Factsheet: Banking

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ONLINE TEXT VERSION - March 2012

Banks are places where you can keep your money safe.

What is a bank account?

A bank account is where your money is kept at the bank. It is in your name. When you put money into your account it is called a deposit. When you take money from your account it is called a withdrawal.

How does a bank account work?

Your bank records the money you deposit (put in) and withdraw (take out). Your bank balance is the amount of money you have in your account at that time. When you open an account at the bank you will be given a debit card and a Personal Identification Number (PIN).

What is a debit card?

A debit card is a plastic card used to take cash out of your bank account, or to pay for goods and services. It is linked to your bank account and uses your money only.

What is a PIN?

This is a 4-digit personal number you use to access your bank account.

How to access your money?

You will need your debit card and your PIN to take money out from your account.

  • Automatic Teller Machine: An ATM is a machine that lets bank customers get money from their accounts without going to a branch.
  • Electronic Funds Transfer at Point Of Sale: EFTPOS is a way you can pay for goods or services without needing to carry money with you.

Remember:

  • Banking is when you keep your money safe in a bank, credit union or building society.
  • A PIN is the personal number you use to access your bank account.
  • Do not tell your PIN to anyone.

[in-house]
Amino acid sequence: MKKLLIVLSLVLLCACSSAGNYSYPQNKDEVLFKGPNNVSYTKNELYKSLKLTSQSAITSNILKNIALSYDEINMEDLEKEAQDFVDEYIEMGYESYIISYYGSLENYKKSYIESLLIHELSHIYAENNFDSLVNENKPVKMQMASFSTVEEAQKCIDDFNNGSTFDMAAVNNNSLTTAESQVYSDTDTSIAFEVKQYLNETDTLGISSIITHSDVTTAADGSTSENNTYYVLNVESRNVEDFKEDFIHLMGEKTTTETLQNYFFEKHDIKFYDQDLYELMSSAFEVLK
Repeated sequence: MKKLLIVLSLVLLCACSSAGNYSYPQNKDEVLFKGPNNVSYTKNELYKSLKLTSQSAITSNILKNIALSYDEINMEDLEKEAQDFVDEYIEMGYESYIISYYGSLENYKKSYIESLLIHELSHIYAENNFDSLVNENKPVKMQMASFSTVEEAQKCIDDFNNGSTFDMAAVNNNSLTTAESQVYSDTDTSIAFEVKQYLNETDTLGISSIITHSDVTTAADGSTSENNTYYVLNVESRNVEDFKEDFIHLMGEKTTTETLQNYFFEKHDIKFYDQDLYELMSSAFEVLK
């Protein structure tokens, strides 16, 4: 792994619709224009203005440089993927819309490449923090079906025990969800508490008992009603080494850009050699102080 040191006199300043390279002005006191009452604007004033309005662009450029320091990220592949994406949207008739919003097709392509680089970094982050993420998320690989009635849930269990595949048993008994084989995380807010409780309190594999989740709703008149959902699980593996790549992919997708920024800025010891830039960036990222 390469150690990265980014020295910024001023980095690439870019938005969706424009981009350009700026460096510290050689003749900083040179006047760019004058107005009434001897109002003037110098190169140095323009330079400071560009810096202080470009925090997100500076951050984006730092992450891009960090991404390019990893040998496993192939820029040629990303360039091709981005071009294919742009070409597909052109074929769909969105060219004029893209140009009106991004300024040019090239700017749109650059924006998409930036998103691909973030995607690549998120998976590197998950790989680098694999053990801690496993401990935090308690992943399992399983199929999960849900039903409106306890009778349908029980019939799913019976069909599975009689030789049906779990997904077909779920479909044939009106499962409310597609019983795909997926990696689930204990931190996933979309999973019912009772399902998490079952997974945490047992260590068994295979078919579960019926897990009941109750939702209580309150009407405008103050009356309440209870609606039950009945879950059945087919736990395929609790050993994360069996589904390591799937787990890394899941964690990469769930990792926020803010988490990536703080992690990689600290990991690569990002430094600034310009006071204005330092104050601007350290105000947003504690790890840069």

• Do not keep your PIN with your bank card.

For more information about your bank account and fees, you can call your bank or visit your bank's website.

Liza gets charged bank fees

On Monday Liza needs money to buy a train ticket to get to her English class so she takes out (withdraws) $20 from an ATM at the Commonwealth Bank where she banks. On Tuesday she needs to buy a book for her studies so she withdraws $20 from the Westpac ATM outside the book shop. On Wednesday she goes to the cinema and withdraws $30 from the ANZ ATM at the cinema.

Liza knows her Centrelink money is due in her bank account on Thursday. She goes to the Commonwealth Bank's ATM at her local shopping centre to check that the money has been put into her account. Liza is surprised when she has less money in her account than she was expecting. She is worried because she needs the money to pay her rent and buy food.

Liza does not understand why she does not have more money in her account and she wonders if the ATM made a mistake and told her the wrong amount. So she visits her bank and speaks to a person who works there named Sandeep. Sandeep explains to Liza that the amount in her account is correct. He also explains that Liza has less money because she has paid fees to take money out of some of the ATMs she has used.

Sandeep explains that Liza has to pay fees when she uses an ATM that does not belong to her bank and also when she takes money out of her ATM too many times a week.

Sandeep suggests that Liza does a budget to find out how much money she needs for the week. Then he suggests Liza withdraw the money from an ATM in one transaction. This is one way to avoid being charged for many transactions.

 


Last updated: 08 Sep 2015